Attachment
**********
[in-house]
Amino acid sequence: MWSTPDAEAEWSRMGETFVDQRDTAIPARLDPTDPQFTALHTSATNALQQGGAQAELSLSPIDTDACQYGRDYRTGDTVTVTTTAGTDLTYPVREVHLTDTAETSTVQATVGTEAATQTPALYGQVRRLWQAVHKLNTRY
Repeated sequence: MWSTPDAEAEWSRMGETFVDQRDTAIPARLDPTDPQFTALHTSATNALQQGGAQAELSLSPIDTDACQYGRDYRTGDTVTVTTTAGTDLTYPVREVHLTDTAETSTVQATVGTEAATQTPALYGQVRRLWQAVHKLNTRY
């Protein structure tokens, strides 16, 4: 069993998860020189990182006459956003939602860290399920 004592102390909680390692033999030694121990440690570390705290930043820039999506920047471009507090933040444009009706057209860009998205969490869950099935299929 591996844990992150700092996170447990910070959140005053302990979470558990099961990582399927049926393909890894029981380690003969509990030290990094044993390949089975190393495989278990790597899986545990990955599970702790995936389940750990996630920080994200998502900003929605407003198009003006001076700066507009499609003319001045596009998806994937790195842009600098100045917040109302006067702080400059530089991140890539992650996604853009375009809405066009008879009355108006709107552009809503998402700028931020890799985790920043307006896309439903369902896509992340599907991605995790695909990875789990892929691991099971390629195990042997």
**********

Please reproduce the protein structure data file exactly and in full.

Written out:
[in-house]
Amino acid sequence: MWSTPDAEAEWSRMGETFVDQRDTAIPARLDPTDPQFTALHTSATNALQQGGAQAELSLSPIDTDACQYGRDYRTGDTVTVTTTAGTDLTYPVREVHLTDTAETSTVQATVGTEAATQTPALYGQVRRLWQAVHKLNTRY
Repeated sequence: MWSTPDAEAEWSRMGETFVDQRDTAIPARLDPTDPQFTALHTSATNALQQGGAQAELSLSPIDTDACQYGRDYRTGDTVTVTTTAGTDLTYPVREVHLTDTAETSTVQATVGTEAATQTPALYGQVRRLWQAVHKLNTRY
């Protein structure tokens, strides 16, 4: 069993998860020189990182006459956003939602860290399920 004592102390909680390692033999030694121990440690570390705290930043820039999506920047471009507090933040444009009706057209860009998205969490869950099935299929 591996844990992150700092996170447990910070959140005053302990979470558990099961990582399927049926393909890894029981380690003969509990030290990094044993390949089975190393495989278990790597899986545990990955599970702790995936389940750990996630920080994200998502900003929605407003198009003006001076700066507009499609003319001045596009998806994937790195842009600098100045917040109302006067702080400059530089991140890539992650996604853009375009809405066009008879009355108006709107552009809503998402700028931020890799985790920043307006896309439903369902896509992340599907991605995790695909990875789990892929691991099971390629195990042997």